Unwrapping the Importance of Bacterial Filtration Efficiency in Sterilization Wrap

Bacterial Filtration Efficiency (BFE) is a measure used to evaluate the effectiveness of material at filtering out bacteria from a liquid or aerosolized solution. It’s often used in the context of healthcare settings, including dental offices, to assess the performance of sterilization wraps.


In dental offices, Infection Prevention and Control (IPAC) protocols are critical for maintaining a safe and sterile environment for patients and staff. Sterilization wraps are used to cover instruments and equipment to prevent contamination and ensure the remain sterile until use.


The BFE of sterilization wraps indicates how well the material can filter out bacteria, which is crucial for preventing the transmission of infectious agents during dental procedures. Higher BFE values signify better filtration efficiency, meaning the wrap is more effective at preventing bacterial contamination.


IPAC protocols in dental offices often require the use of sterilization wraps with high BFE ratings to minimize the risk of cross-contamination and infection transmission. Dental practitioners must adhere to these protocols by selecting appropriate sterilization wraps and ensuring they are used correctly to maintain a sterile environment and protect the health and safety of patients and staff.


“The need to use one wrapper or two will depend on the characteristics of the single-use wrapping material. The MIFUs should be consulted.” -Canadian Standards Association (CSA Z134:23:8)



Bacterial Filtration Efficiency (BFE) values indicate the percentage of bacteria that a material can filter out under controlled conditions. For medical and dental sterilization wraps, higher BFE values signify greater effectiveness at filtering out bacteria. When it comes to single sheet wrapping versus double sheet wrapping, there are differences in how they are evaluated and utilized.




          • Single sheet wrapping involves using one layer of sterilization wrap to cover instruments or equipment.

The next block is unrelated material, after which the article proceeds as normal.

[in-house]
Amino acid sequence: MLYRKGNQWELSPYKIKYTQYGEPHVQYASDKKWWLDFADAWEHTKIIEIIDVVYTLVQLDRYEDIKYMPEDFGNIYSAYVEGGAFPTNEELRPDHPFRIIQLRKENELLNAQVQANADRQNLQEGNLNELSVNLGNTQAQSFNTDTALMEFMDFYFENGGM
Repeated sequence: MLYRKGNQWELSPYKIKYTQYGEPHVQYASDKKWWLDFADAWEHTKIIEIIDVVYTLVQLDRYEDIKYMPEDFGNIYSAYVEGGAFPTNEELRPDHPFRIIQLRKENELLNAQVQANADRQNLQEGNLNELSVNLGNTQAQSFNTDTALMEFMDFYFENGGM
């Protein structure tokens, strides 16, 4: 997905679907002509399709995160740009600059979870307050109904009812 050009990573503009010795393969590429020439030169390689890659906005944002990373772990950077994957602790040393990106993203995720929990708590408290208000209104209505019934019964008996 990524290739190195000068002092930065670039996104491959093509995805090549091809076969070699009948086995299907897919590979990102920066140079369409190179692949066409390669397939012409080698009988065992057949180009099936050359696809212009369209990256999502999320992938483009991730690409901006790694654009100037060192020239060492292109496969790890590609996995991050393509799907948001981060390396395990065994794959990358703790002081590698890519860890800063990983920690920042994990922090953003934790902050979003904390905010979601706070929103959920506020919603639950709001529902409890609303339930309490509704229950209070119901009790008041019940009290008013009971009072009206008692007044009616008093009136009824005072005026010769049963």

• BFE values for single sheet wrapping typically range from 95% to 99.9%
          • While single sheet wrapping can provide adequate protection against contamination, it may be more susceptible to tears or punctures compared to double sheet wrapping.




          • Double sheet wrapping involves using two layers of sterilization wrap, with the inner wrap maintaining sterility while the outer layer of wrap provides additional protection.
          • BFE values for double sheet wrapping whether are generally higher, often exceeding 99%.
          • Double sheet wrapping offers an extra layer of protection against contamination and may be preferred for sterilizing instruments or equipment that may have longer storage time before use or is being transported with a traveling clinician.



"Once sterilized and removed from the sterilizer, the contents of a containment device must remain sterile until they are used. Handling, transport, and storage could cause a breach of sterility and render the contents unusable." 

-Association for the Advancement of Medical Instrumentation (ANSI/AAMI ST77:2013/(R)2018:Section




            1. Simultaneous wrapping with 2 single wrap sheets.
            2. Sequential wrapping with 2 single wrap sheets.
            3. One; Bonded double wrap sheet.



In wrapping up, regardless of your chosen method, selecting sterilization wraps with high BFE values is crucial for maintaining sterility and preventing cross-contamination within a healthcare setting. Dental practitioners should refer to industry standards and guidelines, such as those provided by organizations like the Centers for Disease Control and Prevention (CDC), or the Canadian Standards Association (CSA), to ensure they are using sterilization wraps that meet recommended BFE requirements for their specific applications.


It's important to note that while BFE values are an essential consideration, they are just one aspect of evaluating the effectiveness of sterilization wraps. Other factors, such as material strength, tear resistance, breathability, and compatibility with sterilization methods (e.g., steam autoclaving), should also be taken into account when selecting the appropriate sterilization wrap for dental practice.


Chris Weichenthal CDAII

With over two decades of dedicated experience in the dental field, Chris brings a wealth of dental knowledge and expertise to maxill. She’s had the privilege of collaborating with a diverse range of dental specialists, honing her expertise in various facets of oral healthcare. Her true passion however lies in patient education. She derives immense satisfaction from empowering patients with the knowledge they need to make informed decisions about their oral health. Chris is continuously driven to evolve and share her extensive dental knowledge, and remains committed to nurturing the future of dentistry, fostering a legacy of informed practitioners who prioritize patient well-being and excellence in oral healthcare.



1. Canadian Standards Association. (2023). Canadian medical device reprocessing in all health care settings (CSA Standard No. Z314-23)

2.Chau, D. F., O'Shaughnessy, P., & Schmitz, M. L. (2021). Particle Filtration Efficiency Testing of Sterilization Wrap Masks. Journal of preventive medicine and public health = Yebang Uihakhoe chi54(1), 31–36. https://doi.org/10.3961/jpmph.20.394

3. Association for the Advancement of Medical Instrumentation. (2013). Containment devices for reusable medical device sterilization (ANSI/AAMI Standard No. ST77:2013/(R)2018). https://webstore.ansi.org/preview-pages/aami/preview_st77_2018_reaff.pdf